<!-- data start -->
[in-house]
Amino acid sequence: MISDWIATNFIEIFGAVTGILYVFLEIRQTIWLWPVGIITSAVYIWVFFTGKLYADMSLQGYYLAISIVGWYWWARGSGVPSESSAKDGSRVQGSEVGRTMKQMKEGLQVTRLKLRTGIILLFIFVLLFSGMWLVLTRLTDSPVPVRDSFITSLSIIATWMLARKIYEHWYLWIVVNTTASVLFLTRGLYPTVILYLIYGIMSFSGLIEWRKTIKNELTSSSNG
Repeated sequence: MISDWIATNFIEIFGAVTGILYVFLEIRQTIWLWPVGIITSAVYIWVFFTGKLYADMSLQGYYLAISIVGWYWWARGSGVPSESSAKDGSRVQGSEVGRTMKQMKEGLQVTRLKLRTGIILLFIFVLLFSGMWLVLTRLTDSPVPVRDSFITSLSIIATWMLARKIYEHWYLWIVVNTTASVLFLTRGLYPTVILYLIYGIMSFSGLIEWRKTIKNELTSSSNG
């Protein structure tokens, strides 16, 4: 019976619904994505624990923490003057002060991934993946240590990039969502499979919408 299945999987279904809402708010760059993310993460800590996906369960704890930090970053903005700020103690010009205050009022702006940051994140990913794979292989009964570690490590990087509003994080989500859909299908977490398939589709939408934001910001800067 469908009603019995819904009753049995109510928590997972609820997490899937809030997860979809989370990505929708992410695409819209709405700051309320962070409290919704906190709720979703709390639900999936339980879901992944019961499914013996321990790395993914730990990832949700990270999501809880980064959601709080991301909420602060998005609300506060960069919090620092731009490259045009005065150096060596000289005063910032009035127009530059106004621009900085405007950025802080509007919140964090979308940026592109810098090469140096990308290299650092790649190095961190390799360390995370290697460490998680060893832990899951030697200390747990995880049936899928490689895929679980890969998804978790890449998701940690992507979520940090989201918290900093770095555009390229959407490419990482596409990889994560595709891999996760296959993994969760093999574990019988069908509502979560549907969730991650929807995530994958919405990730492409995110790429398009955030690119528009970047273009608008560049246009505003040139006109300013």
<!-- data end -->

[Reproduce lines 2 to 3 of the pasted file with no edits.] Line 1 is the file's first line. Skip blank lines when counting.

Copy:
Amino acid sequence: MISDWIATNFIEIFGAVTGILYVFLEIRQTIWLWPVGIITSAVYIWVFFTGKLYADMSLQGYYLAISIVGWYWWARGSGVPSESSAKDGSRVQGSEVGRTMKQMKEGLQVTRLKLRTGIILLFIFVLLFSGMWLVLTRLTDSPVPVRDSFITSLSIIATWMLARKIYEHWYLWIVVNTTASVLFLTRGLYPTVILYLIYGIMSFSGLIEWRKTIKNELTSSSNG
Repeated sequence: MISDWIATNFIEIFGAVTGILYVFLEIRQTIWLWPVGIITSAVYIWVFFTGKLYADMSLQGYYLAISIVGWYWWARGSGVPSESSAKDGSRVQGSEVGRTMKQMKEGLQVTRLKLRTGIILLFIFVLLFSGMWLVLTRLTDSPVPVRDSFITSLSIIATWMLARKIYEHWYLWIVVNTTASVLFLTRGLYPTVILYLIYGIMSFSGLIEWRKTIKNELTSSSNG